awarded to Joseph Keller (Stanford University, USA).

The Lagrange Prize was established to provide international recognition to individual mathematicians who have made an exceptional contribution to applied mathematics throughout their careers.

It was created on the initiative of SMAI, and first awarded in 1999. 
The Lagrange Prize is presently funded by SMAISEMA and SIMAI

joseph-small.jpgProfessor J.B. Keller is an internationally renowned applied mathematician of the highest quality, a scientist who has deeply influenced the course of modern applied mathematics. In the last 50 years he has made many original and profound contributions that span the most varied areas of modern science. His contributions to applied mathematics have had great impact in science and engineering as well as in pure mathematics. He developed the Geometrical Theory of Diffraction that provided the first systematic description of wave propagation around edges and corners of an obstacle. It has been widely used for radar reflection from targets, elastic wave scattering from defects in solids, acoustic wave on in the ocean radar and many other fields. It also served as a starting point for development of the modern theory of linear partial differential equations. Keller developed the Einstein-Brillouin-Keller (EBK) method to determine energy levels of atoms and molecules in quantum mechanics and to solve characteristic value problems in other fields. As part of this work, he derived the Keller-Maslov index for the change in a wave as it passes along a caustic. He has also made important and often seminal contributions to many other fields, including singular perturbation theory, bifurcation studies in partial differential equations, nonlinear geometrical optics and acoustics, inverse scattering, effective equations for composite media, biophysics, biomechanics, carcinogenesis, optimal design, hydrodynamic surface waves, transport theory and waves in random media.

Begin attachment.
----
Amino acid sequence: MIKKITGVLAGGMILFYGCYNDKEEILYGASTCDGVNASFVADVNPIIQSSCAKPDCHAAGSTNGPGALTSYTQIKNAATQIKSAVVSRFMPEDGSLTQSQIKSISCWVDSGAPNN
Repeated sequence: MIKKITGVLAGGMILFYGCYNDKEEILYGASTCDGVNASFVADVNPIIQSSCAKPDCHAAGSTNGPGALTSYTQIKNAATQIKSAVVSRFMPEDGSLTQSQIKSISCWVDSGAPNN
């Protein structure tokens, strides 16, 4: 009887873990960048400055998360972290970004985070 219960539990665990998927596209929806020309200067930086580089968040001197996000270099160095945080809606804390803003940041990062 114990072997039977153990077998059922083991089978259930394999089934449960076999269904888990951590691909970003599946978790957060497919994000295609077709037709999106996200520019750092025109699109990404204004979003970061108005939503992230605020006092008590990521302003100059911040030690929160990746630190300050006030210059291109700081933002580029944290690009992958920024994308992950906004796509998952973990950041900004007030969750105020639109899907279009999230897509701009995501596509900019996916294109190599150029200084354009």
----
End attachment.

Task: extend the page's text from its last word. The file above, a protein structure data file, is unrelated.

Keller combines a very special creativity in the development of mathematical techniques with deep physical insight. He has the ability to describe real-world problems by simple yet realistic mathematical models, to create the sophisticated techniques to solve these problems and to explain the results and their consequences in simple terms. He has greatly influenced several generations of applied mathematicians, including more than 50 PhD students, many postdoctoral researchers, and a large number of co-workers.

The subcommittee for ICIAM Lagrange Prize was:

  • Juan Luis Vazquez (Madrid), chair;
  • Li Da-Qian (Fudan University, Shanghai);
  • Irene Fonseca (Mellon);
  • Peter Markowitch (Vienna);
  • George Papanicolaou (Stanford);
  • Pierre-Arnaud Raviart (CNRS Jussieu).

ICIAM Maxwell Prize 

awarded to Peter Deuflhard (Zuse Institute Berlin, Germany).

The Maxwell Prize was established to provide international recognition to a mathematician who has demonstrated originality in applied mathematics.

It was created on the initiative of the IMA (with the support of the J.C. Maxwell Society), and first awarded in 1999. 
The Maxwell Prize is presently funded by IMA

peterd-small.jpgProfessor Peter Deuflhard's contributions to applied mathematics have a breadth, depth and originality that is almost without parallel. His contributions to algorithm-oriented numerical analysis are fundamental and range from highly nonlinear algebraic systems through large-scale ordinary and partial differential equations to Markov chains. Within these fields they cover direct and inverse problems, optimization aspects and optimal control. Characteristic of his work is that he always lays a firm, often innovative, mathematical basis on which he constructs highly efficient algorithms for hard real-life problems in science and technology. His style of research has revolutionized scientific computing, a large number of highly reputed scholars follow his tracks.

The range of application areas in which Peter Deuflhard has contributed is stunning. Among them are (just in recent years):

  • Chemical engineering (chemical combustion, hydrogen motors, car engine catalysators, pollution reduction in coal power stations, ...)
  • Microwave technology up to nano-optics (numerical treatment of high-frequency Maxwell equations, Schrödinger-type equations, discrete transparent boundary conditions, design of nano-photonic devices, ...)
  • Medicine (optimal therapy planning in the cancer treatment hyperthermia, modelling and simulation of human motion for osteotomic surgery, thermoregulation in the human vascular system, computer-assisted facial surgery, 3D image segmentation, ...)